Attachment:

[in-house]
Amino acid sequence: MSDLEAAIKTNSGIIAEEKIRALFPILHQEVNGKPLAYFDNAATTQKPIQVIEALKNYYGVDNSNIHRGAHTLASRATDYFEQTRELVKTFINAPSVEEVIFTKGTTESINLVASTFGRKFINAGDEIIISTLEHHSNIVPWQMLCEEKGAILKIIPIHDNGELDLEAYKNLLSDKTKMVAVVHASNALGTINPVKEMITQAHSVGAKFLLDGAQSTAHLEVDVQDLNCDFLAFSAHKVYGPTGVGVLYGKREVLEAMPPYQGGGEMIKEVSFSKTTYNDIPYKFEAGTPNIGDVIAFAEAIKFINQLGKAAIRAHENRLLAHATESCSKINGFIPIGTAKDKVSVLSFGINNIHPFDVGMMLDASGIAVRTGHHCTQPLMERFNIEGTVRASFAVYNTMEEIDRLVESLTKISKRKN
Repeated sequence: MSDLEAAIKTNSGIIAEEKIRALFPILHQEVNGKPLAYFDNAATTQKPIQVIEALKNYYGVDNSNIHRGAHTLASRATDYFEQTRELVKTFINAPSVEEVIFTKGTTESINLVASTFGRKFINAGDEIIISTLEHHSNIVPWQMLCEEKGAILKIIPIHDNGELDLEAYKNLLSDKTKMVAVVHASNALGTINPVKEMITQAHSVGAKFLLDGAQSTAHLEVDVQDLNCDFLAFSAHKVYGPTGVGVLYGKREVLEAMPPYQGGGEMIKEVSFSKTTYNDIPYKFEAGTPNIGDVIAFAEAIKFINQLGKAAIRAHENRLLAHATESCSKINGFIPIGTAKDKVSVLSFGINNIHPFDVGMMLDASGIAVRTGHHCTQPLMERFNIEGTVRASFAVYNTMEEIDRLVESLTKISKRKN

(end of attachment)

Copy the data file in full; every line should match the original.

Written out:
[in-house]
Amino acid sequence: MSDLEAAIKTNSGIIAEEKIRALFPILHQEVNGKPLAYFDNAATTQKPIQVIEALKNYYGVDNSNIHRGAHTLASRATDYFEQTRELVKTFINAPSVEEVIFTKGTTESINLVASTFGRKFINAGDEIIISTLEHHSNIVPWQMLCEEKGAILKIIPIHDNGELDLEAYKNLLSDKTKMVAVVHASNALGTINPVKEMITQAHSVGAKFLLDGAQSTAHLEVDVQDLNCDFLAFSAHKVYGPTGVGVLYGKREVLEAMPPYQGGGEMIKEVSFSKTTYNDIPYKFEAGTPNIGDVIAFAEAIKFINQLGKAAIRAHENRLLAHATESCSKINGFIPIGTAKDKVSVLSFGINNIHPFDVGMMLDASGIAVRTGHHCTQPLMERFNIEGTVRASFAVYNTMEEIDRLVESLTKISKRKN
Repeated sequence: MSDLEAAIKTNSGIIAEEKIRALFPILHQEVNGKPLAYFDNAATTQKPIQVIEALKNYYGVDNSNIHRGAHTLASRATDYFEQTRELVKTFINAPSVEEVIFTKGTTESINLVASTFGRKFINAGDEIIISTLEHHSNIVPWQMLCEEKGAILKIIPIHDNGELDLEAYKNLLSDKTKMVAVVHASNALGTINPVKEMITQAHSVGAKFLLDGAQSTAHLEVDVQDLNCDFLAFSAHKVYGPTGVGVLYGKREVLEAMPPYQGGGEMIKEVSFSKTTYNDIPYKFEAGTPNIGDVIAFAEAIKFINQLGKAAIRAHENRLLAHATESCSKINGFIPIGTAKDKVSVLSFGINNIHPFDVGMMLDASGIAVRTGHHCTQPLMERFNIEGTVRASFAVYNTMEEIDRLVESLTKISKRKN